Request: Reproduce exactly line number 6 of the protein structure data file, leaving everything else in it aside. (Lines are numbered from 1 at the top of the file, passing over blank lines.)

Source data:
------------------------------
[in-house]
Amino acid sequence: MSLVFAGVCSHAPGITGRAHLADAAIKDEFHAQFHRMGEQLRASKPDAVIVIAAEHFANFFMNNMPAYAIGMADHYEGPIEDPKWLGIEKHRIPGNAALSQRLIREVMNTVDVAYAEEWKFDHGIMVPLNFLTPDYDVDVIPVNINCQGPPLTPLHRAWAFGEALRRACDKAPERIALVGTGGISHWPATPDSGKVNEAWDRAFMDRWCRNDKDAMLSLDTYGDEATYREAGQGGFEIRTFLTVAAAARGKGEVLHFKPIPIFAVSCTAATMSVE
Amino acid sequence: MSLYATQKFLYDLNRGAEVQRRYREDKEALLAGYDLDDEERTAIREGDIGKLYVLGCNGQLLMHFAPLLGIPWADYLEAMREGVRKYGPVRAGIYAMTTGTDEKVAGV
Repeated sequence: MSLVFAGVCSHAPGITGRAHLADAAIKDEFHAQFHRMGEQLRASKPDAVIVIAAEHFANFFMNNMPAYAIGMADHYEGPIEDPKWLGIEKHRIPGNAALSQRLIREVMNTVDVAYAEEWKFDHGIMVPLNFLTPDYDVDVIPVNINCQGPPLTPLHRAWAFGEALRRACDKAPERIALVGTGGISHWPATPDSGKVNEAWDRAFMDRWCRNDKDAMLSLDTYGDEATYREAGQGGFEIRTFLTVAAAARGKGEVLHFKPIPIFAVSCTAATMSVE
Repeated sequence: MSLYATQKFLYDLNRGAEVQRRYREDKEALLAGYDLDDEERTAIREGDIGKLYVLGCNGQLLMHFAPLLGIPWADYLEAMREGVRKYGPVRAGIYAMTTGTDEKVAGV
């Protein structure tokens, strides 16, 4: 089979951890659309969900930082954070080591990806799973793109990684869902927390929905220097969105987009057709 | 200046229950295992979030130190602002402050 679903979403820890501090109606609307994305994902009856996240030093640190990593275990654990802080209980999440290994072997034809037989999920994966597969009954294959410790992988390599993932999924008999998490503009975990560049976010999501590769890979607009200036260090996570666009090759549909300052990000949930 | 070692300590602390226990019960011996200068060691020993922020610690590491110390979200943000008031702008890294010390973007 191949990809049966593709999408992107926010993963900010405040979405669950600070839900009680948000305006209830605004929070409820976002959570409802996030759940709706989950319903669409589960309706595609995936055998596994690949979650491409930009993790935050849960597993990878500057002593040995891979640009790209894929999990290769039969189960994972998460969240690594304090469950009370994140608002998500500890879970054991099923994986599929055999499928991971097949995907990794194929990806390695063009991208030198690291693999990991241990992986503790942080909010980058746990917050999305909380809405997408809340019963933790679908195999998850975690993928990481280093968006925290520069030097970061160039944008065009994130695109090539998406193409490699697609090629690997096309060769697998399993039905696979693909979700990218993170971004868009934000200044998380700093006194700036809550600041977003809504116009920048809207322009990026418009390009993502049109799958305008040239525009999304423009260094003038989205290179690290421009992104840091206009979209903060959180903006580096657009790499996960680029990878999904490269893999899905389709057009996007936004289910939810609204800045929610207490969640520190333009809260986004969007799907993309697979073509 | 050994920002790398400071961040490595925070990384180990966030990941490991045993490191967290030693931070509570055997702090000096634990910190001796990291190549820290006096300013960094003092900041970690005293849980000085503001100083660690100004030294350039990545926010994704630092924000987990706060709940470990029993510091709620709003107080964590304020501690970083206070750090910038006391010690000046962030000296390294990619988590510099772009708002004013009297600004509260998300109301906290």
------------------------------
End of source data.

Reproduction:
């Protein structure tokens, strides 16, 4: 089979951890659309969900930082954070080591990806799973793109990684869902927390929905220097969105987009057709 | 200046229950295992979030130190602002402050 679903979403820890501090109606609307994305994902009856996240030093640190990593275990654990802080209980999440290994072997034809037989999920994966597969009954294959410790992988390599993932999924008999998490503009975990560049976010999501590769890979607009200036260090996570666009090759549909300052990000949930 | 070692300590602390226990019960011996200068060691020993922020610690590491110390979200943000008031702008890294010390973007 191949990809049966593709999408992107926010993963900010405040979405669950600070839900009680948000305006209830605004929070409820976002959570409802996030759940709706989950319903669409589960309706595609995936055998596994690949979650491409930009993790935050849960597993990878500057002593040995891979640009790209894929999990290769039969189960994972998460969240690594304090469950009370994140608002998500500890879970054991099923994986599929055999499928991971097949995907990794194929990806390695063009991208030198690291693999990991241990992986503790942080909010980058746990917050999305909380809405997408809340019963933790679908195999998850975690993928990481280093968006925290520069030097970061160039944008065009994130695109090539998406193409490699697609090629690997096309060769697998399993039905696979693909979700990218993170971004868009934000200044998380700093006194700036809550600041977003809504116009920048809207322009990026418009390009993502049109799958305008040239525009999304423009260094003038989205290179690290421009992104840091206009979209903060959180903006580096657009790499996960680029990878999904490269893999899905389709057009996007936004289910939810609204800045929610207490969640520190333009809260986004969007799907993309697979073509 | 050994920002790398400071961040490595925070990384180990966030990941490991045993490191967290030693931070509570055997702090000096634990910190001796990291190549820290006096300013960094003092900041970690005293849980000085503001100083660690100004030294350039990545926010994704630092924000987990706060709940470990029993510091709620709003107080964590304020501690970083206070750090910038006391010690000046962030000296390294990619988590510099772009708002004013009297600004509260998300109301906290």